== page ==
News & Events
- AgriPOWER opens doors
- Value from the people
- 2015 County Farm Bureau Presidents Trip to D.C.
- Farm Bureau supports new nutrient bill
- Ohio Farm Bureau's State Priority Issues for 2015
Member of the News Media?
Reporters, please visit our news room located in the Media and Publications section of this site.
U.S. agriculture and the American farmer are misunderstood, taken for granted and, too often, under attack.
“Mainstream, it’s still men in agriculture,” said Christine Kendle, OSU Extension family and consumer sciences educator in Tuscarawas County and conference planner. “I think women are taking a more active role in their family business, and that empowerment is really neat.”
If you consider separate entities in your operation, you might find that the transition to the next generation gets easier. One common idea is for Mom and Dad to retire from active participation in the farm, but retain ownership of the land and buildings, and charge the farming business annual rent that provides them with an income in retirement.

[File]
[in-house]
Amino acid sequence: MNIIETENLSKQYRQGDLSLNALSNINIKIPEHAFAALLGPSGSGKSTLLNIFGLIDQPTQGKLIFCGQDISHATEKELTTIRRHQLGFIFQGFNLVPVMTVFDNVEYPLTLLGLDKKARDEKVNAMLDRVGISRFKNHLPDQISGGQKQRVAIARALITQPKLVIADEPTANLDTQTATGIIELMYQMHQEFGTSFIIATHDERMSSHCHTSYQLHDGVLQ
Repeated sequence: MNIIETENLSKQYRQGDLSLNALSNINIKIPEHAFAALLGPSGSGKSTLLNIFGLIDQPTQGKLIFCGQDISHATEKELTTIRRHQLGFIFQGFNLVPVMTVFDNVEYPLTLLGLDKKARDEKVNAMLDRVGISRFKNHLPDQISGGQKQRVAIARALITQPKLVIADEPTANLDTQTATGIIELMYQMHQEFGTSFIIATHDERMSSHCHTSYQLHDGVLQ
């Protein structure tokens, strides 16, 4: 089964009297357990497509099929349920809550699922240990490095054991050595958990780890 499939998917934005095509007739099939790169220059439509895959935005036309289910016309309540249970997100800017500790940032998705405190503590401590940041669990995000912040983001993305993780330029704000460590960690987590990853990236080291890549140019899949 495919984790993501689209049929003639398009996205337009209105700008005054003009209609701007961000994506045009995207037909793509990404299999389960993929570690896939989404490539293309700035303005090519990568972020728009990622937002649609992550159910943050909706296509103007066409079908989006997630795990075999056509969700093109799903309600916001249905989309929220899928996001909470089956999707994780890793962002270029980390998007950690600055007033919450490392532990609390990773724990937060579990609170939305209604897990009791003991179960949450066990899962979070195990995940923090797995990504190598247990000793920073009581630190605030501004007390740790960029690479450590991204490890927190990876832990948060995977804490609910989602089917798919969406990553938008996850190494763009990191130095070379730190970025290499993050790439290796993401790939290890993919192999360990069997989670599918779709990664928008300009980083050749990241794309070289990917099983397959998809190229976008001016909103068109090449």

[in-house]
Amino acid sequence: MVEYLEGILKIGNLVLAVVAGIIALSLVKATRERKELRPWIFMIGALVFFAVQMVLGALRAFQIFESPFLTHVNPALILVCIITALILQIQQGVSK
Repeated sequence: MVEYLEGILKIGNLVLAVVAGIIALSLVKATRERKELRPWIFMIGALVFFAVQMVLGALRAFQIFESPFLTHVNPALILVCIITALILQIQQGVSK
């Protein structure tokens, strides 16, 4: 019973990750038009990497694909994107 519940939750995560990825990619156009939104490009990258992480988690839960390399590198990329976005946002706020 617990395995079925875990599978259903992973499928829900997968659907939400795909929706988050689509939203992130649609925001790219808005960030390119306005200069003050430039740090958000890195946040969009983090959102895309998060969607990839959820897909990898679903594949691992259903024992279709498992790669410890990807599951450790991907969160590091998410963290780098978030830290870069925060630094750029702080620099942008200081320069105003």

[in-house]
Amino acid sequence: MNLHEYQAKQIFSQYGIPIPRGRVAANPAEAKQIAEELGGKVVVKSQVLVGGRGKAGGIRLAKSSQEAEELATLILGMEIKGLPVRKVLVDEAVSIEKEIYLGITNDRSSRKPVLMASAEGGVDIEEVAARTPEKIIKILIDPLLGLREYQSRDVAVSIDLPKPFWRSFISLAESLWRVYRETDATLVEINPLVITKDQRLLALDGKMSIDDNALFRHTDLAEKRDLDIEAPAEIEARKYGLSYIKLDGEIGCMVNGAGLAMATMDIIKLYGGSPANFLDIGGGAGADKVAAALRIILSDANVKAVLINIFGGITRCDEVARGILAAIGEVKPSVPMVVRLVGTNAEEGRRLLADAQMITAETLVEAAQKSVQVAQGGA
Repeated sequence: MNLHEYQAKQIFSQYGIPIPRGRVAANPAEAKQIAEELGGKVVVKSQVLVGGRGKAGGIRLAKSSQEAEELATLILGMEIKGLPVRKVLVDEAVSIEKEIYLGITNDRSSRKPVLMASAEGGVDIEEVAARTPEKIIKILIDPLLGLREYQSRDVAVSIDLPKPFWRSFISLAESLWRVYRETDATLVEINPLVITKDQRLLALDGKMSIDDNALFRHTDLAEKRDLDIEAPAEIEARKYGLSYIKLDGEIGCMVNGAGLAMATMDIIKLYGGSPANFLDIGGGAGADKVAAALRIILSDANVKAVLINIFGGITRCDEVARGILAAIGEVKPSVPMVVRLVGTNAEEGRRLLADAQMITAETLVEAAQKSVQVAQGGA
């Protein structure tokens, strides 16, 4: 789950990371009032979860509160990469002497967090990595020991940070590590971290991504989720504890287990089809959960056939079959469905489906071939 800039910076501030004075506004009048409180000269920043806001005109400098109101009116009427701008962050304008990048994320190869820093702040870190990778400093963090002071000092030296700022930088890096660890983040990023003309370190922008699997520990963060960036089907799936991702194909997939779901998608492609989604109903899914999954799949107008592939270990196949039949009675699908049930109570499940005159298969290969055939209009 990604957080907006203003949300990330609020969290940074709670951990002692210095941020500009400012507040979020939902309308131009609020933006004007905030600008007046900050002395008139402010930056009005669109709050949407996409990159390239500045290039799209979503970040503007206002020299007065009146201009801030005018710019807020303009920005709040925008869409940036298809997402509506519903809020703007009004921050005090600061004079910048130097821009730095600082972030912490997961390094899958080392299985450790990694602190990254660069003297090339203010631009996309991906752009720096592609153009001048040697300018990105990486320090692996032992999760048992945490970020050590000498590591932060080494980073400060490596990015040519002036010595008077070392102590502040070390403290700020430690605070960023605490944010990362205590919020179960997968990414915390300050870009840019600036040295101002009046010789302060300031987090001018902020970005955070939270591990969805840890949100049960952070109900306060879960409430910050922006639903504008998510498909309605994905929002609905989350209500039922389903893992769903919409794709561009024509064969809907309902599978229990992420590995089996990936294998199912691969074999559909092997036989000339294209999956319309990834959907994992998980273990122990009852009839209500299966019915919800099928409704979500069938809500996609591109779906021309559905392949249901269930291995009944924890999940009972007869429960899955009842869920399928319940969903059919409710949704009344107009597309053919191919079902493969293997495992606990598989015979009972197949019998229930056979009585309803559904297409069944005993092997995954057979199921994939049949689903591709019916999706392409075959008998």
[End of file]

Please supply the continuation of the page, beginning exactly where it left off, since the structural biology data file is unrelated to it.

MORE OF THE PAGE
It could be any morning between December and April at Davis Farms. It’s cold, and there’s work to be done. There isn’t much downtime during the “off” season.
Most custom rates for tillage, planting, and harvest operations in 2015 are listed at 2-5% above the rates for similar operations in 2014, with an average increase of about 3.5%.
When you have forward-thinking producers along with good soil and climate, a good location and infrastructure, sound regulations, along with research and education, good things are bound to happen. This balance has led to Ohio’s wildly successful food and agriculture industry, which directly and indirectly touches everyone.
the Grow Biointensive Agriculture Center of Kenya is encouraging small producers to introduce nitrogen-fixing cover crops -- such as beans planted between rows of the staple corn crop -- as a replacement for costly chemical fertilizer out of a bag. In addition, these crops can help prevent water erosion, allowing farmers to still fare well during low rainfall years.
Not satisfied with its efforts to protect Big Oil’s control over the domestic fuel market, the Goodlatte letter seeks to strengthen the death grip on the U.S. ethanol industry by also prohibiting the USDA from expending any trade promotion resources for ethanol expor
Is the data that is collected from planters and combines accurate? Is it easy to use? Who sees it? Can this farm data be used by outsiders to manipulate markets? Can it be sold?
what’s causing the algae blooms is a complicated mix of problems that have been blamed on farmers, changing weather patterns, aging wastewater systems, leaking septic tanks and invasive species in the lake.